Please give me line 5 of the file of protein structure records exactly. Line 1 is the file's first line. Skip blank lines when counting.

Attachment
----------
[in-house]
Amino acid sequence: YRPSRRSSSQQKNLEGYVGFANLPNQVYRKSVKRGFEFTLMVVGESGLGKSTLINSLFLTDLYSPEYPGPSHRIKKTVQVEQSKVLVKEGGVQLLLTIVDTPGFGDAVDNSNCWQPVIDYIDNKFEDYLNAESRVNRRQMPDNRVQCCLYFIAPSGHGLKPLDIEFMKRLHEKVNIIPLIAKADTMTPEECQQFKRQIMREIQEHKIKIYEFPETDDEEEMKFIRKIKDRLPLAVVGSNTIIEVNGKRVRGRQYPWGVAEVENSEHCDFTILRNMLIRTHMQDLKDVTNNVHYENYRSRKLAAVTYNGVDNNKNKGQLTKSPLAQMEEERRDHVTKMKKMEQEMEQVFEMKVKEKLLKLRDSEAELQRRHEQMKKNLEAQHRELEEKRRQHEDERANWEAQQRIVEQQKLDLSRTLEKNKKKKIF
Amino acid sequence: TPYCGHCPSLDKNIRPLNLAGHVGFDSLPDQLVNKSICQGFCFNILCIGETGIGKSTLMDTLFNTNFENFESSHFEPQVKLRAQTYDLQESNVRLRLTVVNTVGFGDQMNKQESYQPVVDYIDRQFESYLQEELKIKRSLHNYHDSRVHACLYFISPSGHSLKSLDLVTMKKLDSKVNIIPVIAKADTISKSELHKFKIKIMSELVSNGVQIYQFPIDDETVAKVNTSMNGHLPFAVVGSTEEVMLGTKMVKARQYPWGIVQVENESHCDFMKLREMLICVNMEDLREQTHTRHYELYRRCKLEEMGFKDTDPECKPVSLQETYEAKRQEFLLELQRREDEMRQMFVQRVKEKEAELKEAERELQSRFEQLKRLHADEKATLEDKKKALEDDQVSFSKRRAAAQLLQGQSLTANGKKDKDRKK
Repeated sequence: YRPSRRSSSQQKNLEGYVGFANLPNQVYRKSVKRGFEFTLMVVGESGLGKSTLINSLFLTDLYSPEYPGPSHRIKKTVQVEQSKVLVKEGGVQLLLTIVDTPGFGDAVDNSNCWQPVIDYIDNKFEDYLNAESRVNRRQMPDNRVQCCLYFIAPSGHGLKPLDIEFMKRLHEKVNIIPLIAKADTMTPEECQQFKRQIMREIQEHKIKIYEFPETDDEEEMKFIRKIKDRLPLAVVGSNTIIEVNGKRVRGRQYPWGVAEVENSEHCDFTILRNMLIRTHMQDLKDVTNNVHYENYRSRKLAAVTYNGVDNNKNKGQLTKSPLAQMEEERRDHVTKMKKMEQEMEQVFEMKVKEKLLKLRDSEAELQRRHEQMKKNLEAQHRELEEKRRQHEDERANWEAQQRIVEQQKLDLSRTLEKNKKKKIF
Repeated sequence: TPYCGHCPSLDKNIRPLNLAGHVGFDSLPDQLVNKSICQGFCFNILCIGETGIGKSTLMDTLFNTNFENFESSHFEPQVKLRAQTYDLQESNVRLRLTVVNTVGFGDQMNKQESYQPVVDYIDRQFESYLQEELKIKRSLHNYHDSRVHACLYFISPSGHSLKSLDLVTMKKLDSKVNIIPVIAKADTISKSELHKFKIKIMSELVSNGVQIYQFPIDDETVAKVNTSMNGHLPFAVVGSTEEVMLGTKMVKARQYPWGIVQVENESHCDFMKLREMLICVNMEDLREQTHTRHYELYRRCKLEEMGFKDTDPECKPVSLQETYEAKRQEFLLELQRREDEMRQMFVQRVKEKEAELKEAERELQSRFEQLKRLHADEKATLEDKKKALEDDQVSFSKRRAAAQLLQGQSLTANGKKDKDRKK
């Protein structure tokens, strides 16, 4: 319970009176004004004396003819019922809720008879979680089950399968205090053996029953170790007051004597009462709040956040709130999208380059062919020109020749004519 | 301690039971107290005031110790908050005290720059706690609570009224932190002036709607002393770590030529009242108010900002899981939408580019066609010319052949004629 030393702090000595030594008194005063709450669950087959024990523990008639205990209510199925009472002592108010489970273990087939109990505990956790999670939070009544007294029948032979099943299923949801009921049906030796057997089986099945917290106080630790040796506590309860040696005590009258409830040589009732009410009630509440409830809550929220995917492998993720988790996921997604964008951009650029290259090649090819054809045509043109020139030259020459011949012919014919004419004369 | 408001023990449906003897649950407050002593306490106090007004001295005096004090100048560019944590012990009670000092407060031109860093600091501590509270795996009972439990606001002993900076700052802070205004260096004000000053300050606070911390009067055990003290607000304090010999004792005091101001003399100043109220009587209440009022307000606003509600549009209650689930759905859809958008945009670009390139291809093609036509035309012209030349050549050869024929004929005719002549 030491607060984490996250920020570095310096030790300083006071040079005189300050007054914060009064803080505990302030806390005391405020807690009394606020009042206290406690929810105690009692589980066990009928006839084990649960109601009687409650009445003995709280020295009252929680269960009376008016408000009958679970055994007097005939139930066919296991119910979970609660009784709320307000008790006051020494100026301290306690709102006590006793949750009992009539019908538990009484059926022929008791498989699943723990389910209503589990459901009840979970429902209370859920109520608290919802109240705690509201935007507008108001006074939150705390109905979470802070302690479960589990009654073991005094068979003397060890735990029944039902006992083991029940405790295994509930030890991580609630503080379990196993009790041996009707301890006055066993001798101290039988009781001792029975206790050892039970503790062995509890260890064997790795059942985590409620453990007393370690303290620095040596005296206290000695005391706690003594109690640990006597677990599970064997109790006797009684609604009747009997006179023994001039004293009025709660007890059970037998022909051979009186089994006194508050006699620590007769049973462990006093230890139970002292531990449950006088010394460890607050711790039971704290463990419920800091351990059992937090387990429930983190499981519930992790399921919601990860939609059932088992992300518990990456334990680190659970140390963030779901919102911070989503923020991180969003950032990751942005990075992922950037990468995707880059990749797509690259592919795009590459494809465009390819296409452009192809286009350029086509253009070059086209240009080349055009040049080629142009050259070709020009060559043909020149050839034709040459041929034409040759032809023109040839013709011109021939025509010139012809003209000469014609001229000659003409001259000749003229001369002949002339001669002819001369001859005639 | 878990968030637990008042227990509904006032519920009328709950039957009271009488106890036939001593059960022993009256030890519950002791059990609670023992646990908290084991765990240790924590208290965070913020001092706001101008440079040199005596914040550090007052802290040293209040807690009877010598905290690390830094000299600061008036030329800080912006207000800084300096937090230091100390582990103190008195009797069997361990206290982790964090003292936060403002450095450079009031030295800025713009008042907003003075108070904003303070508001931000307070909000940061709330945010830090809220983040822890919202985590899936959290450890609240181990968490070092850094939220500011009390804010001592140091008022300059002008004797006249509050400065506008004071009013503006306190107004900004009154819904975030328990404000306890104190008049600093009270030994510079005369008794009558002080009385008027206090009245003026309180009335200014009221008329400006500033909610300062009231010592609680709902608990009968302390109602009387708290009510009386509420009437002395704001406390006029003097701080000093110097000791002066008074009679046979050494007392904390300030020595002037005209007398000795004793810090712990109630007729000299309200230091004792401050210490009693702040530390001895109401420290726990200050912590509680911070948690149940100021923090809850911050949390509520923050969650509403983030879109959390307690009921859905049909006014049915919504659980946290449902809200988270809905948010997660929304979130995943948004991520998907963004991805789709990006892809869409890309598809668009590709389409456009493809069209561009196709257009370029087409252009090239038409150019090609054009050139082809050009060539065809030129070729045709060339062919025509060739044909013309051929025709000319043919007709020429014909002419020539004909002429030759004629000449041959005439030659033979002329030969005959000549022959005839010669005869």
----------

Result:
Repeated sequence: TPYCGHCPSLDKNIRPLNLAGHVGFDSLPDQLVNKSICQGFCFNILCIGETGIGKSTLMDTLFNTNFENFESSHFEPQVKLRAQTYDLQESNVRLRLTVVNTVGFGDQMNKQESYQPVVDYIDRQFESYLQEELKIKRSLHNYHDSRVHACLYFISPSGHSLKSLDLVTMKKLDSKVNIIPVIAKADTISKSELHKFKIKIMSELVSNGVQIYQFPIDDETVAKVNTSMNGHLPFAVVGSTEEVMLGTKMVKARQYPWGIVQVENESHCDFMKLREMLICVNMEDLREQTHTRHYELYRRCKLEEMGFKDTDPECKPVSLQETYEAKRQEFLLELQRREDEMRQMFVQRVKEKEAELKEAERELQSRFEQLKRLHADEKATLEDKKKALEDDQVSFSKRRAAAQLLQGQSLTANGKKDKDRKK